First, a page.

If getting pregnant was quick and easy the first time around (and sometimes it’s way too quick and way too easy) you probably don’t expect to have to work at it the second time. The truth is, though, that every pregnancy is different. What might have happened easily the first time might actually take a bit of work the next.
If you’ve already been pregnant and you’re thinking about trying to conceive again, there’s a process you need to go through:
- Make sure you’re really ready. Just because you’ve gone through pregnancy once doesn’t mean you’re ready to do it again. You and your partner need to both be on the same page here.
- Examine your fertility. It’s possible you won’t be able to conceive as easily the next time around. Look for irregularities in your menstrual cycles, for example. If they’ve increased, you might take longer to conceive this time.
- Don’t forget his fertility. You can choose to have his sperm count analyzed on an elective basis, even if you’re not yet struggling. That alone has the potential to identify conception problems in about a third of couples.
- Consider previous complications with pregnancy. If your first pregnancy had complications, you’re more prone to them during a second or subsequent pregnancy. This is especially true if you have several previous miscarriages. You’ll want to talk with your doctor about the particular complications you’ve experienced, and what it might mean for you trying to conceive again.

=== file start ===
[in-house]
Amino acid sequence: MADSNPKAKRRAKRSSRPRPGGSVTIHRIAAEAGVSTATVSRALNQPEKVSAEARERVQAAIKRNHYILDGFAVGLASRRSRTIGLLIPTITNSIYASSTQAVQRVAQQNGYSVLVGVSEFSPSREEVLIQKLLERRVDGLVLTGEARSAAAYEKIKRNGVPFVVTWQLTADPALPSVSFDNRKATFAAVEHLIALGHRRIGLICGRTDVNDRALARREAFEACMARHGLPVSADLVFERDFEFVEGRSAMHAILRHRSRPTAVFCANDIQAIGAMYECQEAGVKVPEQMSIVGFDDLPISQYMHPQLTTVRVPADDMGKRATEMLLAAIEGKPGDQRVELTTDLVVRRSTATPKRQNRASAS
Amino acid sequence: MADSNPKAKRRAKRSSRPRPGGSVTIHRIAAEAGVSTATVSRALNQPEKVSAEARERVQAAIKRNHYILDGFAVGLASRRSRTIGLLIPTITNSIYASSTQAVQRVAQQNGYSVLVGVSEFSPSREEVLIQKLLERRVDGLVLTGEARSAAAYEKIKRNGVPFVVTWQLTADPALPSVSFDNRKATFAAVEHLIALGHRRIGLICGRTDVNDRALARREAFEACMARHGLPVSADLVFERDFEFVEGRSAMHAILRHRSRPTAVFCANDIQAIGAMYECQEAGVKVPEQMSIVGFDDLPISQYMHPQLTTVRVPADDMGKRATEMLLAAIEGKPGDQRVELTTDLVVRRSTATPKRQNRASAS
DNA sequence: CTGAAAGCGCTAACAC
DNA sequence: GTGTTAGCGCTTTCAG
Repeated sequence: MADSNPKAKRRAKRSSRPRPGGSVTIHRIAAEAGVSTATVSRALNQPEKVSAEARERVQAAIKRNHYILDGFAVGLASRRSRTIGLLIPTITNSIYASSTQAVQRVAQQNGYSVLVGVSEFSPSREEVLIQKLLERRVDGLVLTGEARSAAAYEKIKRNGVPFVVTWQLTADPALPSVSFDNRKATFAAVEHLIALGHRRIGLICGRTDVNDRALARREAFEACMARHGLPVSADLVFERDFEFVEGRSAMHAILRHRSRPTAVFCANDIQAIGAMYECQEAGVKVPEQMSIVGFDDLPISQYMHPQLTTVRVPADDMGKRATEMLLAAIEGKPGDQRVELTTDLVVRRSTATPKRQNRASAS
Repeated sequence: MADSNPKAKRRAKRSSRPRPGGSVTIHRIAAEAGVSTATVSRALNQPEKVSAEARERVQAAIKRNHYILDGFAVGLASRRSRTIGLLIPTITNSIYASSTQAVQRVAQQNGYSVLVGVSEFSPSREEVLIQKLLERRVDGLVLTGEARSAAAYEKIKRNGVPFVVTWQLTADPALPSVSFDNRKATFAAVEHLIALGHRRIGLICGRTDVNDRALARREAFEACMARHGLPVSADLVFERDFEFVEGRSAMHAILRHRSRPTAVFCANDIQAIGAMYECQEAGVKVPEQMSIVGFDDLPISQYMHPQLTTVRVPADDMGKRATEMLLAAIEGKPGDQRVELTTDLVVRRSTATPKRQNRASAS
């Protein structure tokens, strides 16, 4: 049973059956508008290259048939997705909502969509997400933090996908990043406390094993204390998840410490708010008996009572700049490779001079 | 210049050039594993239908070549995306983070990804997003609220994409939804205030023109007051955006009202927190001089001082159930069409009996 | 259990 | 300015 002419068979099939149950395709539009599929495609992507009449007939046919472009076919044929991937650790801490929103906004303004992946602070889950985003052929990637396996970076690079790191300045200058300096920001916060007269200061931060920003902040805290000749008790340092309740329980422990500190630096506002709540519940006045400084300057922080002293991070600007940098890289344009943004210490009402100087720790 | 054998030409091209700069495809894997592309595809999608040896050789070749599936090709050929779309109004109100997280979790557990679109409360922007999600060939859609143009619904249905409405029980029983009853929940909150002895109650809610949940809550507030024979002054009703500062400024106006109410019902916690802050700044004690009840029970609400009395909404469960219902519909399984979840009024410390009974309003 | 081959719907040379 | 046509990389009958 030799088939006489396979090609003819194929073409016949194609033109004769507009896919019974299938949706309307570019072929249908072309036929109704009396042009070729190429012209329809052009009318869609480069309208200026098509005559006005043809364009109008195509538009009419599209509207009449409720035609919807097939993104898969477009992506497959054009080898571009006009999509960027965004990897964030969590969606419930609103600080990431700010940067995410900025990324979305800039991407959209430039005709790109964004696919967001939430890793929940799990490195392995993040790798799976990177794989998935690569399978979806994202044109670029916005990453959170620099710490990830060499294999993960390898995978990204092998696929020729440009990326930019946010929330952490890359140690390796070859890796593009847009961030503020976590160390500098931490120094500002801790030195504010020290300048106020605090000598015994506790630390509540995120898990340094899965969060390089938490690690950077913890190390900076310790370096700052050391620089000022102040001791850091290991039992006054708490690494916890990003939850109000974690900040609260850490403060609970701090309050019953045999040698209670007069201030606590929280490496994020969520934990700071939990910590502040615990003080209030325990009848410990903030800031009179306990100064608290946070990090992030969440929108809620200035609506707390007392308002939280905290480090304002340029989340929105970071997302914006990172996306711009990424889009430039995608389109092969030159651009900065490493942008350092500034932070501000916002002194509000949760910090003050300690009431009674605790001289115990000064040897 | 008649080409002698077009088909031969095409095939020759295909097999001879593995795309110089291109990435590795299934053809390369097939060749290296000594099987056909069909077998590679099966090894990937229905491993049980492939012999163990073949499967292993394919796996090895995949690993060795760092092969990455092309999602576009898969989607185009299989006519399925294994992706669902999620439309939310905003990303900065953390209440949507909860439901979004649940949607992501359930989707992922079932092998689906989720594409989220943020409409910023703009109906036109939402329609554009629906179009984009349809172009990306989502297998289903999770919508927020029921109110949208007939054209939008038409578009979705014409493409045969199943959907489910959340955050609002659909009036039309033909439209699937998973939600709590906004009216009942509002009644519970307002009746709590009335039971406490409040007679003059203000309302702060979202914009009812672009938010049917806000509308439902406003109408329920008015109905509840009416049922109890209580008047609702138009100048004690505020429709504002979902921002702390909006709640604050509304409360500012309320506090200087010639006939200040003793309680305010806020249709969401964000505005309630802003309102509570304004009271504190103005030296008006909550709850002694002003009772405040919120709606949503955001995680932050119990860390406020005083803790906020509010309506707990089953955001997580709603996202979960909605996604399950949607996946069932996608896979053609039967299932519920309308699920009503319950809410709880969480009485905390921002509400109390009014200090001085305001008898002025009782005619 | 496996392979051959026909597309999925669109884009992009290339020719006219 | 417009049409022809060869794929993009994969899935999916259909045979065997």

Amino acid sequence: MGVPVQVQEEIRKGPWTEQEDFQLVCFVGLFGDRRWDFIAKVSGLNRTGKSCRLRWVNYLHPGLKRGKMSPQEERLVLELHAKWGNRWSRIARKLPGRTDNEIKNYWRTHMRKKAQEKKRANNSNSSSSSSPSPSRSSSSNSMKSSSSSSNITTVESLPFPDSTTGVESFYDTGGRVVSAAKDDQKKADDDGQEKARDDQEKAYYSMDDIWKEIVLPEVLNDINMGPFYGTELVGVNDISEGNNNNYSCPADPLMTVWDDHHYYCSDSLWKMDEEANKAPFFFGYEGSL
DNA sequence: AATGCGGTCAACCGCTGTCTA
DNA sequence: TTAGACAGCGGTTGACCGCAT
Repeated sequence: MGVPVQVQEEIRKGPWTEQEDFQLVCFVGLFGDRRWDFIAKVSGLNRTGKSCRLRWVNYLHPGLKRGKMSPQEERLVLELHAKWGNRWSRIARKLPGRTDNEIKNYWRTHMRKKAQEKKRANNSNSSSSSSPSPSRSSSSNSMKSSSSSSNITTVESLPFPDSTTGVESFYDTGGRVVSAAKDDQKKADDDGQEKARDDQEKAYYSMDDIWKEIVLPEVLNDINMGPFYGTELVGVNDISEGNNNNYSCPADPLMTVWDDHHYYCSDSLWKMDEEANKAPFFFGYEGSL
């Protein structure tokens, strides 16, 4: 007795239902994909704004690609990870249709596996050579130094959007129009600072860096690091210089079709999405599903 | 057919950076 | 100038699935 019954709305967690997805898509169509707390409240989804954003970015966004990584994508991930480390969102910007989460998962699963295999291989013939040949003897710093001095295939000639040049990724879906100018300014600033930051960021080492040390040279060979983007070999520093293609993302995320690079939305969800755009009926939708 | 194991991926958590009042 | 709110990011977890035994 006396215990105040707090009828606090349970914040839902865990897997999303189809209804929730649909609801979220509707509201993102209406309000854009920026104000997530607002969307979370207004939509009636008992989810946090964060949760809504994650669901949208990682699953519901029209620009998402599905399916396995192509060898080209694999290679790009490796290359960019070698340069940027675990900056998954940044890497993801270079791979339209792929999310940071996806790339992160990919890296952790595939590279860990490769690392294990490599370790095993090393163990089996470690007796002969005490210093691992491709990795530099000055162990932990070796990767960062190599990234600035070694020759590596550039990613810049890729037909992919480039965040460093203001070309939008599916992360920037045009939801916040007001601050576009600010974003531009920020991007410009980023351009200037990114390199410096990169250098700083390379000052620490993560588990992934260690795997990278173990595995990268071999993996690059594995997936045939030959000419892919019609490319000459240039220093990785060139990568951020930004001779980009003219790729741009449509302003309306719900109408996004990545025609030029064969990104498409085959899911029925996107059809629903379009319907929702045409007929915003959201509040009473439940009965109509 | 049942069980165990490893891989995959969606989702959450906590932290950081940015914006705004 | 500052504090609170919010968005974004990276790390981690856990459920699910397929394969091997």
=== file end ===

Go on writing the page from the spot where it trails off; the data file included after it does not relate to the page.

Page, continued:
- Know that it may take longer. You’ve probably figured it out by now, but every pregnancy is different. You might get lucky and get it right on the first try this time, or it could take you several months. Don’t be discouraged if it takes longer this time; instead, devote that energy into studying what you can do to help increase your odds of conception.
- Get your body ready for pregnancy. You need to consider a number of health factors before getting ready again. If you’re overweight, underweight or obese it can dramatically impact your chances of conception. The same goes for nutrition; it wouldn’t hurt now to get on a regimented meal plan not only to be healthy enough to conceive, but also to be ready to be as healthy as possible when you do become pregnant. Getting into an exercise routine now is also a good idea, and it won’t hurt to start taking a prenatal or preconception supplement.
- Get a handle on your stress. Stress is believed to impact your ability to conceive. The stress of not being able to conceive can, in some couples, wind up causing a double problem. Add in the stress that comes from the child you already have, and you’re looking at a real potential problem. In addition to diet and exercise, learn stress management techniques that can help get your stress levels under control.
Getting ready to get pregnant again lets you increase the odds that you’ll succeed and helps you be more prepared for when it does happen.